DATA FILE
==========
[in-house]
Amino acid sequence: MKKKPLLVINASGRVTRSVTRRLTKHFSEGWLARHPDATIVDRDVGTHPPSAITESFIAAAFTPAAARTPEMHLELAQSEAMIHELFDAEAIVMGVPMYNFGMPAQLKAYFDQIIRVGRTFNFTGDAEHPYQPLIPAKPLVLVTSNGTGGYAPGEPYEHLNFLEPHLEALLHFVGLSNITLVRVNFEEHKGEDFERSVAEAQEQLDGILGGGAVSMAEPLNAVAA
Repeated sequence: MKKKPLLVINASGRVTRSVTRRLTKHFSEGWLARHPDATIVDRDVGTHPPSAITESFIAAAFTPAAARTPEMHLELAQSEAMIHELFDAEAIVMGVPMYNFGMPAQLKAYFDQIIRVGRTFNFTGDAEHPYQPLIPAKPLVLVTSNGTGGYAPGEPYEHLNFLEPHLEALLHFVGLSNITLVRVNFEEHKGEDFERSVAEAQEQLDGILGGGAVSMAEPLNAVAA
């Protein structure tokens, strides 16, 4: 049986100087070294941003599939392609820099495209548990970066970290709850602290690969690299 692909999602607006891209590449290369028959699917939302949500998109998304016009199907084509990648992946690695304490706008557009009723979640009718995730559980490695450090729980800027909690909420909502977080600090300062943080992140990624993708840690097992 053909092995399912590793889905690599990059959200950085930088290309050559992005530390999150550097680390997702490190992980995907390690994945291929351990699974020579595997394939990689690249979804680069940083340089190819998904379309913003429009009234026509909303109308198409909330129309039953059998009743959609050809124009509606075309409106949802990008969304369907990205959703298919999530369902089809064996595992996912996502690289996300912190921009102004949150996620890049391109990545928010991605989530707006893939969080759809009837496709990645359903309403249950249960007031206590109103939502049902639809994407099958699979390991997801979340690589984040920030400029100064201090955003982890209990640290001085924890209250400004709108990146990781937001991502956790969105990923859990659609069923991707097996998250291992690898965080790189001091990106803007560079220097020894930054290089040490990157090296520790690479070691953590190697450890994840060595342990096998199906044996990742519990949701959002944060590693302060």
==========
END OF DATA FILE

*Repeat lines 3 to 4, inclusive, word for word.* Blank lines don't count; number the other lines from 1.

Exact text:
Repeated sequence: MKKKPLLVINASGRVTRSVTRRLTKHFSEGWLARHPDATIVDRDVGTHPPSAITESFIAAAFTPAAARTPEMHLELAQSEAMIHELFDAEAIVMGVPMYNFGMPAQLKAYFDQIIRVGRTFNFTGDAEHPYQPLIPAKPLVLVTSNGTGGYAPGEPYEHLNFLEPHLEALLHFVGLSNITLVRVNFEEHKGEDFERSVAEAQEQLDGILGGGAVSMAEPLNAVAA
């Protein structure tokens, strides 16, 4: 049986100087070294941003599939392609820099495209548990970066970290709850602290690969690299 692909999602607006891209590449290369028959699917939302949500998109998304016009199907084509990648992946690695304490706008557009009723979640009718995730559980490695450090729980800027909690909420909502977080600090300062943080992140990624993708840690097992 053909092995399912590793889905690599990059959200950085930088290309050559992005530390999150550097680390997702490190992980995907390690994945291929351990699974020579595997394939990689690249979804680069940083340089190819998904379309913003429009009234026509909303109308198409909330129309039953059998009743959609050809124009509606075309409106949802990008969304369907990205959703298919999530369902089809064996595992996912996502690289996300912190921009102004949150996620890049391109990545928010991605989530707006893939969080759809009837496709990645359903309403249950249960007031206590109103939502049902639809994407099958699979390991997801979340690589984040920030400029100064201090955003982890209990640290001085924890209250400004709108990146990781937001991502956790969105990923859990659609069923991707097996998250291992690898965080790189001091990106803007560079220097020894930054290089040490990157090296520790690479070691953590190697450890994840060595342990096998199906044996990742519990949701959002944060590693302060």